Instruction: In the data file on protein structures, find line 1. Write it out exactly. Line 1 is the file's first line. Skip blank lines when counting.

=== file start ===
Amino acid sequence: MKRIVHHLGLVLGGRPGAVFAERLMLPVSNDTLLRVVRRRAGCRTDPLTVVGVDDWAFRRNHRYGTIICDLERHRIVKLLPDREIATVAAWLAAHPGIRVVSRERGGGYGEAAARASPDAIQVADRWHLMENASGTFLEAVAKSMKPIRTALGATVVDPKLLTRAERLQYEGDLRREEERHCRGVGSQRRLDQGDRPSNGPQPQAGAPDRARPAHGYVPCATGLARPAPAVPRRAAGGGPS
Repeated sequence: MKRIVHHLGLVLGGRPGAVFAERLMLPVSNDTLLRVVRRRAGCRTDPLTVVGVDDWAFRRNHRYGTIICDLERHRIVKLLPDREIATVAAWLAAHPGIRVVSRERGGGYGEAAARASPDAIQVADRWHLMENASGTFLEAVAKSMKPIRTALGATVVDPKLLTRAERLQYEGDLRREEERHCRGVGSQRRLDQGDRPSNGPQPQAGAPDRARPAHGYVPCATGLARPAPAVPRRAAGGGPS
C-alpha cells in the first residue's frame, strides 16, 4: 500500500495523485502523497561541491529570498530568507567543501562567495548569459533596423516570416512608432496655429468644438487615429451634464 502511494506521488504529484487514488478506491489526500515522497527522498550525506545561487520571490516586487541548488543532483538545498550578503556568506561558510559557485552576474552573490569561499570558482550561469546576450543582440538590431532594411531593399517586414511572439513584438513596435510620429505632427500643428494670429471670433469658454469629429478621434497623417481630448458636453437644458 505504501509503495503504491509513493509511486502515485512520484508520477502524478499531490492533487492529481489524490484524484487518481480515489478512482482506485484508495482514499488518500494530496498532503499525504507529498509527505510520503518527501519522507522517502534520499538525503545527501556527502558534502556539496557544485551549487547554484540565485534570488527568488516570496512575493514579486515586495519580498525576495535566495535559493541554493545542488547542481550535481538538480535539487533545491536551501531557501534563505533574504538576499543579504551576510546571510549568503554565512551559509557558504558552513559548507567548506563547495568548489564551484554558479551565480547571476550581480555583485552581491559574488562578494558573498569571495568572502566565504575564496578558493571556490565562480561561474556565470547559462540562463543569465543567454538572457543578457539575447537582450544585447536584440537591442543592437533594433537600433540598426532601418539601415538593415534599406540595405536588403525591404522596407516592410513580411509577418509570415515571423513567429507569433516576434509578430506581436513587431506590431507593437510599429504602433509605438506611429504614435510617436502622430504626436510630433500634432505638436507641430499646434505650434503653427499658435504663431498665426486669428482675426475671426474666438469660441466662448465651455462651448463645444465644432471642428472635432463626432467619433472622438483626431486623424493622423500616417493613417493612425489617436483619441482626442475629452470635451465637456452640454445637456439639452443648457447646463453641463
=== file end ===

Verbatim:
Amino acid sequence: MKRIVHHLGLVLGGRPGAVFAERLMLPVSNDTLLRVVRRRAGCRTDPLTVVGVDDWAFRRNHRYGTIICDLERHRIVKLLPDREIATVAAWLAAHPGIRVVSRERGGGYGEAAARASPDAIQVADRWHLMENASGTFLEAVAKSMKPIRTALGATVVDPKLLTRAERLQYEGDLRREEERHCRGVGSQRRLDQGDRPSNGPQPQAGAPDRARPAHGYVPCATGLARPAPAVPRRAAGGGPS